The simple answer that is probably a lot easier said than done is to “buy low and sell high.” If you haven’t heard this mantra, you have probably been stuck between a rock and a hard place up until you found this blog. The reason this is so hard to do is due to the natural apprehension to buy stocks when they have decreased in value. The stupid money (being the average investor), has this ridiculous idea that stocks that are going up will go up forever and stocks that are declining are likely going to zero.
Ok, so maybe that is extreme. But I am sure you can partly relate to that. This is the kind of thinking that drives the whole fear and greed cycle.
I strongly urge you to get over your apprehension to buy into weakness (i.e. when a stock is down in price). This is one way to reduce your cost basis and increase the probability of profit (in a future post we will talk about other ways to reduce cost basis even further). This is not the same as timing the market, instead you are patiently waiting for more favorable prices. And as we get deeper into this series you come to realize that down days are the best days to sell option premium…but let’s not get ahead of ourselves.
Think of it this way:
Warning: This is a very extreme and simplistic example to more clearly illustrate my point.
Example 1 – Your friend buys Apple stock as it is making all-time highs around $750/share (pre-split). The media and Wall Street have been hyping this stock to be the first trillion-dollar company. He just couldn’t miss out and had to buy before it was too late and he missed the move.
Example 2 – You are interested in the stock but unlike your friend, you want some margin of safety (something Warren Buffet looks for in all his investments) that will increase your probability of profit (or at the very least reduce your downside risk, because all investments have downside risk). So you decide to wait for a pull-back. Apple disappoints on earnings and over the course of the next 15 days the stock declines 20%. With the stock now trading down $150 from its all-time high of $750, you buy Apple stock at $600/share.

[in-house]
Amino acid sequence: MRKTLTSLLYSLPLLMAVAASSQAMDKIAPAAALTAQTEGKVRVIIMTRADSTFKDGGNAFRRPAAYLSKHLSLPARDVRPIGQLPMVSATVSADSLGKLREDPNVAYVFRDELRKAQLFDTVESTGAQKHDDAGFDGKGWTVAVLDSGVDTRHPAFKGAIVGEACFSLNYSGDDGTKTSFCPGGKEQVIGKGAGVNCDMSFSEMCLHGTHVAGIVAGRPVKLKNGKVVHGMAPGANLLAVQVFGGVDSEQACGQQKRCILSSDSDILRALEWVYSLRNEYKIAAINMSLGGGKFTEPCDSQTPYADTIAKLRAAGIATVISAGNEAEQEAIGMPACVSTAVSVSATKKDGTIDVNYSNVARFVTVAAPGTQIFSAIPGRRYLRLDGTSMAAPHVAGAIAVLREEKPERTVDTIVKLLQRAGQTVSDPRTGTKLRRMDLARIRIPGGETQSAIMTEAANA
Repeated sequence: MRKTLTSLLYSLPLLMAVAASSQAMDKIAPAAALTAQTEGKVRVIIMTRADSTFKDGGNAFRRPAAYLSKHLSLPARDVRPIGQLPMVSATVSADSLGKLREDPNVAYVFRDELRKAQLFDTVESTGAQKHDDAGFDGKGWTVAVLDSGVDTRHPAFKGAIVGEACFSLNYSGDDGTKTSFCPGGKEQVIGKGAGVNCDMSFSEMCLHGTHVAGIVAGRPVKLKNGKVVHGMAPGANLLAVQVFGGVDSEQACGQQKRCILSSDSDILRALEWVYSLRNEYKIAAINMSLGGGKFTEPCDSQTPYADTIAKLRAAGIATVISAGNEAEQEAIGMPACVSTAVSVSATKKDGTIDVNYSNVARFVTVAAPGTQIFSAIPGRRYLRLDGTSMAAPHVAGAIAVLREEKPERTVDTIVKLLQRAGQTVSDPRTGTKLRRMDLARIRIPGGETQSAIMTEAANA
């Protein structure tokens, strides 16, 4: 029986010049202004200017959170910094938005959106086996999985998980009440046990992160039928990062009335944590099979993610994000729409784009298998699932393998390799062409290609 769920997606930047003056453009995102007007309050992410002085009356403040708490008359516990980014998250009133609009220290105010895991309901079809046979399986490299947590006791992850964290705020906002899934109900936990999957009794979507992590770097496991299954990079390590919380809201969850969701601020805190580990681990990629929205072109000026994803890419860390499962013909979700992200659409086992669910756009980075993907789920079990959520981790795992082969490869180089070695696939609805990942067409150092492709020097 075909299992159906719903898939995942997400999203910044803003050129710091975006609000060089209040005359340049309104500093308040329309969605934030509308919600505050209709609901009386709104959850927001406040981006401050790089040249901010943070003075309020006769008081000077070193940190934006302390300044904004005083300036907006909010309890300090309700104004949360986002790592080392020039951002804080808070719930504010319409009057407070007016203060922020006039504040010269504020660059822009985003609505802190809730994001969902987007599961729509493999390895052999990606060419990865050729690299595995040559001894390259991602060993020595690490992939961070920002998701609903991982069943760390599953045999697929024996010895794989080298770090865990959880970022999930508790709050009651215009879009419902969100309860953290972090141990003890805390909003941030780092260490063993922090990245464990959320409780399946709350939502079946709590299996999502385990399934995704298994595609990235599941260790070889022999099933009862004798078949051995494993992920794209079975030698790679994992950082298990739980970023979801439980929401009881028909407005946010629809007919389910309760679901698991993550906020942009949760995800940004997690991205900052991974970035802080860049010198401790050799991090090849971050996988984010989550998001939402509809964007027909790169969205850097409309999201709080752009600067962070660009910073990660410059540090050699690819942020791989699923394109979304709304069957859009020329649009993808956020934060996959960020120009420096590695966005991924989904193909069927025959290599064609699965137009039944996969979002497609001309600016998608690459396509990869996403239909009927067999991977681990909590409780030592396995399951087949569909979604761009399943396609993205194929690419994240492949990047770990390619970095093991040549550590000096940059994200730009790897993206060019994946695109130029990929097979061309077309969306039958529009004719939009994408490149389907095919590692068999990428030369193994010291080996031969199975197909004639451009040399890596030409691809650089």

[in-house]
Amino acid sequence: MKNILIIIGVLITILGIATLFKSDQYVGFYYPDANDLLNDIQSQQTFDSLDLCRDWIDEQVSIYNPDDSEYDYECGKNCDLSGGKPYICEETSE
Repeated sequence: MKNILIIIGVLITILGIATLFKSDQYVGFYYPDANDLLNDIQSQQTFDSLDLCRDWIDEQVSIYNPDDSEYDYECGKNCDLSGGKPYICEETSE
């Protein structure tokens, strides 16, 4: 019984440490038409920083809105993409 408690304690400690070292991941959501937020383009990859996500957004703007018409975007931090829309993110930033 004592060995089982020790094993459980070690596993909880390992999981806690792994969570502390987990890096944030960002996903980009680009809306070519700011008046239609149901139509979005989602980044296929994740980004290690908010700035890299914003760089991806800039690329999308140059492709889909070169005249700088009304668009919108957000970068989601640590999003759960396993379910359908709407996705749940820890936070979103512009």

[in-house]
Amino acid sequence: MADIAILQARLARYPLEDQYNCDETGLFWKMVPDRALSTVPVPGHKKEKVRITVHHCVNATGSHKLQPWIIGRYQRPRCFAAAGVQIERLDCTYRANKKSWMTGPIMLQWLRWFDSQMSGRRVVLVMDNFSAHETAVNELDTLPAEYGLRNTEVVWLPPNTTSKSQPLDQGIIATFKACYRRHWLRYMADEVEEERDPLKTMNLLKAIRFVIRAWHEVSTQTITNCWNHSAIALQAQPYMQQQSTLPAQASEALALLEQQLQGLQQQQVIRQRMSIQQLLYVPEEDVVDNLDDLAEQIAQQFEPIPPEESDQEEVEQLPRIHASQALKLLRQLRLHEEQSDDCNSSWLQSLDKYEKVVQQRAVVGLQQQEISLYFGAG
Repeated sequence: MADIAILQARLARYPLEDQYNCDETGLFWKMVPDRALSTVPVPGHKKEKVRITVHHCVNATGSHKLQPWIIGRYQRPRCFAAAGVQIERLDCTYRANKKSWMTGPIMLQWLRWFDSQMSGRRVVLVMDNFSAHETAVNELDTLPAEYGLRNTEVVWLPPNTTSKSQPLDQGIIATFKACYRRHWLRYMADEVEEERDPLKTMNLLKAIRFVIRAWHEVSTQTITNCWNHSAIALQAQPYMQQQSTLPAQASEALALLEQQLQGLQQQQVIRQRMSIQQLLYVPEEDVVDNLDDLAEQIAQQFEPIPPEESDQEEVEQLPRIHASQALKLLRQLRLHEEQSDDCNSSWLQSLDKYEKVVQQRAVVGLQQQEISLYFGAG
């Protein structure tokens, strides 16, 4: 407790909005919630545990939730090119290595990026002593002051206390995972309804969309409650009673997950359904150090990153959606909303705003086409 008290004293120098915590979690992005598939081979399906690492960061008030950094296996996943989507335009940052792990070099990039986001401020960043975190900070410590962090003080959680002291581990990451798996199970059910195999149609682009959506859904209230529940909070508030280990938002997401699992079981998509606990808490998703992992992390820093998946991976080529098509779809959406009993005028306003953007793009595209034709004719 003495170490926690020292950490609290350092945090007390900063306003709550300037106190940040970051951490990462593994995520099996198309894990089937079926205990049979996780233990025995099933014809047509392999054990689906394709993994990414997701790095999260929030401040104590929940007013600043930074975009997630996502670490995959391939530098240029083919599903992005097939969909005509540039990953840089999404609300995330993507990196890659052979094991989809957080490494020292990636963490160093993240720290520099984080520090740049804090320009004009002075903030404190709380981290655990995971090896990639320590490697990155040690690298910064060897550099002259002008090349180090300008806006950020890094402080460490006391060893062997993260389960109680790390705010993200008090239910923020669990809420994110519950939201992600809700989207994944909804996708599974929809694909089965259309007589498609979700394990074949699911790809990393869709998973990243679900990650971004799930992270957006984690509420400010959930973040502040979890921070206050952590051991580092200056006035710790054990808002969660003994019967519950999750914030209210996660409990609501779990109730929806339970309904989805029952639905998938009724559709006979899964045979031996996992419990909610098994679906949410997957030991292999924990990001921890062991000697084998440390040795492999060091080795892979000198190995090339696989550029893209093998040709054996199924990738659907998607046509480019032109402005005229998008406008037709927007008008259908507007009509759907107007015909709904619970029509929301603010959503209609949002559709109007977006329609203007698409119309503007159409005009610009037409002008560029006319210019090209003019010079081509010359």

Who has a better chance of making a profit? You or your friend?
Your friend needs Apple to rise in price by 25% just to get back to even after losing $15,000 for every 100 shares of stock. If it rises 25% from your purchase price, well you make 25%.
The Takeaway Lesson
The person with the lowest cost basis always has a higher probability of making a profit on an investment. It is simple math. The lower your cost basis, the lower an asset has to move in order for you to make money.
Now obviously you still want to make sure the companies that you are making investments in are solid companies. Sometimes companies are cheap for a reason (that’s why you always do your homework). This is also why I use ETF’s in 80% of my investment activities in the stock market (will cover this in a future post as well). All that I will say now is that ETF’s remove the binary risk you get from individual stocks from things like earnings announcements, take overs, CEO scandals, etc.
– Gen Y Finance Guy
Buying into weakness is a clever and perfect way to put it. In fact, this is why dips in the stock market are actually advantageous to the majority of Americans who routinely and consistently invest. While it seems like dips in the market cut away at some of your investment’s earnings (and temporarily, they do), it also gives people the opportunity to invest into cheaper stocks that will, as history has clearly proven, increase in value.
That’s why the stock market is an investment medium for the long term. Day trading is a bunch of bull. Stay consistent in the market. Don’t check our stocks every day and get stressed out over them. Dips happen. Spikes happen. In the end, almost everyone will make cash in the market if they resist the temptation to over-manage their portfolio.